THE GOOD RAIN

Across Time and Terrain in the Pacific Northwest

By Timothy Egan

Knopf. 254 pp. $19.95

Several decades ago, when Boston expatriate Stewart Holbrook wrote "The Far Corner," still considered by natives to be the definitive profile of the region, the Pacific Northwest was remote and bucolic, a romantic and mysterious place of rain and rumor.

In the minds of outsiders, Oregon, Washington and Idaho, as well as bits of British Columbia, Montana and (God forbid!) Northern California, were provinces of fish, forests and wheat fields, a mote of beautiful, still mostly wild frontier waiting only for Americans to become restless once more.

The region's small cities were safe, clean and well managed, the air and water pure, and Northwesterners an independent breed who, with the odd exception, wanted to keep it that way.

As we have known since the Gold Rush, however, slogans like "Don't Californicate Oregon!" only stir the wanderlust of those who, having fouled the East and trampled California, seem more intent on re-creating their miasmas here, now, where there is a last chance to ruin everything.

Timothy Egan, a native of Seattle, reminds us of this in "The Good Rain" when he quotes Chief Sealth, sadly observing what whites had done to his tribe's once "emerald garden," site of the city named for him.

In 1854, Sealth wrote to President Franklin Pierce: "The whites too shall pass, perhaps sooner than the other tribes. ... Continue to contaminate your bed and you will one night suffocate in waste."

Egan is devoutly aware of Sealth's prophesy -- or curse. In the past 30 years he has watched the hordes come to fill the spaces between the mountains, clear-cut the forests, fish out the streams, fill in the wetlands and humiliate nature with their undisciplined sprawl.

"Gridlock and cocaine gang wars rule the valley in the city where I live," he writes. "Once it was full of small farmers and family merchants, a long, tree-lined boulevard with views straight up to the north spine of Mount Rainier. Now the farmers are all gone, and many Seattle merchants operate from behind bullet-proof windows, and the walls are spray-painted with the slogans of young men who kill one another because somebody is wearing the wrong-colored hat."

With great love and skill as a writer (he is the Seattle correspondent for the New York Times), Egan sets out to see what is happening to the Pacific Northwest; what has happened in the long busy years since Holbrook; how things may be in the future.

In doing so, Egan follows a trail broken in 1853 by Theodore Winthrop, a young man from New England (as so many early Northwesterners were) who returned from his explorations convinced that here was "The Last Great Place," a vast magnificence with the power to bring about "elaborate new systems of thought and life," as Winthrop wrote in his book "The Canoe and the Saddle."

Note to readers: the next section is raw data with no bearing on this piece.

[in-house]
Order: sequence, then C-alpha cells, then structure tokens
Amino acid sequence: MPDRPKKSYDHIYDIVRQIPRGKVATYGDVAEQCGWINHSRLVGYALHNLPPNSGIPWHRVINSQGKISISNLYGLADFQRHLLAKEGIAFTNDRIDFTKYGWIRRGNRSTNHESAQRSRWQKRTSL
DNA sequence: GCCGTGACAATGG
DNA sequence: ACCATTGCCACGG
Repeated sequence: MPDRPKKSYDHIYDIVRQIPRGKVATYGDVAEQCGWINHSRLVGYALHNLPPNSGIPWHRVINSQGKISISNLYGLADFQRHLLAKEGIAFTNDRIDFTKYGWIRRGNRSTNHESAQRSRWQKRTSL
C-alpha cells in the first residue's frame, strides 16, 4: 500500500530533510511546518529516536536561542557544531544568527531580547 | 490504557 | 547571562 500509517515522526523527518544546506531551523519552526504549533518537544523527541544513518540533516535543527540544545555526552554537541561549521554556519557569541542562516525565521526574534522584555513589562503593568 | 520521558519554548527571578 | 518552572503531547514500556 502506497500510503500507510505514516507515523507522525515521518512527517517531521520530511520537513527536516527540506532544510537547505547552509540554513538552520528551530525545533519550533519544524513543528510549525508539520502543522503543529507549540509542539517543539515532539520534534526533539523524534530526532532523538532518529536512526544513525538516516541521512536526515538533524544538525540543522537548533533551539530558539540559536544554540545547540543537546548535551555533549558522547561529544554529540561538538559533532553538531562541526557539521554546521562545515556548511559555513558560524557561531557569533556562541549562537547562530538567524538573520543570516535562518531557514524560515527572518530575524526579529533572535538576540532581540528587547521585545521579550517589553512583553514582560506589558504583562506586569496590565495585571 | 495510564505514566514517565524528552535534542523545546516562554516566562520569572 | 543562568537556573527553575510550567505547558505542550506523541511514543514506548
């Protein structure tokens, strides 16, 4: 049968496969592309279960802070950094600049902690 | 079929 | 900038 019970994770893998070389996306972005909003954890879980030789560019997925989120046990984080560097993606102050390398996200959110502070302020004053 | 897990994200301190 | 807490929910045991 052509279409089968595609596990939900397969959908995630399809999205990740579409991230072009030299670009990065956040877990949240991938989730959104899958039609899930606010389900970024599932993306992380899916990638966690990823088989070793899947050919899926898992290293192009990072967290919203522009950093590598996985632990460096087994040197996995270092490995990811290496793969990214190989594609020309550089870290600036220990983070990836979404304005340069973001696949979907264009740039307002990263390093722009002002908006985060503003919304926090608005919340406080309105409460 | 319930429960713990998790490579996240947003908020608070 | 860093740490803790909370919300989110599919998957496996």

"New systems of thought and life -- is that what's clogging the freeways of the Puget Sound megalopolis, the Willamette Valley and the urban forest above the Fraser River?" Egan asks.

Within a year, and recognizing that all of the Northwest is united by landscape rather than boundaries, Egan wanders purposefully. He begins by acknowledging an obligation to spread his grandfather's ashes on the slopes of Mount Rainier, and afterward travels unburdened into an experience of discovery offering revelation as well as despair.

Egan's profile of this region is complete from early history on down, from explorers and Indians to current Indians and exploiters; from corporations that would cut and run from the region's old-growth forests, devastating the environment to sell their logs and jobs overseas, to the Army engineers who, in their beaver-eagerness to control water, have all but destroyed the Northwest's salmon runs.

He visits Astoria, the oldest American settlement west of the Mississippi; tramps the ancient Olympic Rain Forest, sees the new wine region of the Yakima Valley; discusses tribal lands with the Puyallups, living on the foul doorstep of Tacoma, Wash.; visits the atomic abomination of Hanford, Wash., and the British anachronism that is Victoria, British Columbia; examines the recovery of the near-nuclear holocaust that was the eruption of Mount St. Helens, and the ecological survival of the grand Columbia River Gorge.

Egan gives us the work Holbrook might have given us if he were alive today.

The future of the Northwest will be a "Pacific era," as Theodore Roosevelt predicted at the turn of the century. Dependent on its scenery and promise, new industries should spare the forests for the tourists who will come: tourists from all over, but particularly from the Pacific Rim. "If they are lucky," Egan writes, "they will see a land not far removed from the cradle."

And he concludes: "Everything Winthrop reveled in, the glaciers, the virgin forest, the green islands, the plump rivers, the fir-mantled volcanoes, the empty range of the high desert, Grandpa's trout streams, and the alpenglow, are here -- a land that has yet to give up all its secrets." The reviewer is the book editor of the Portland Oregonian.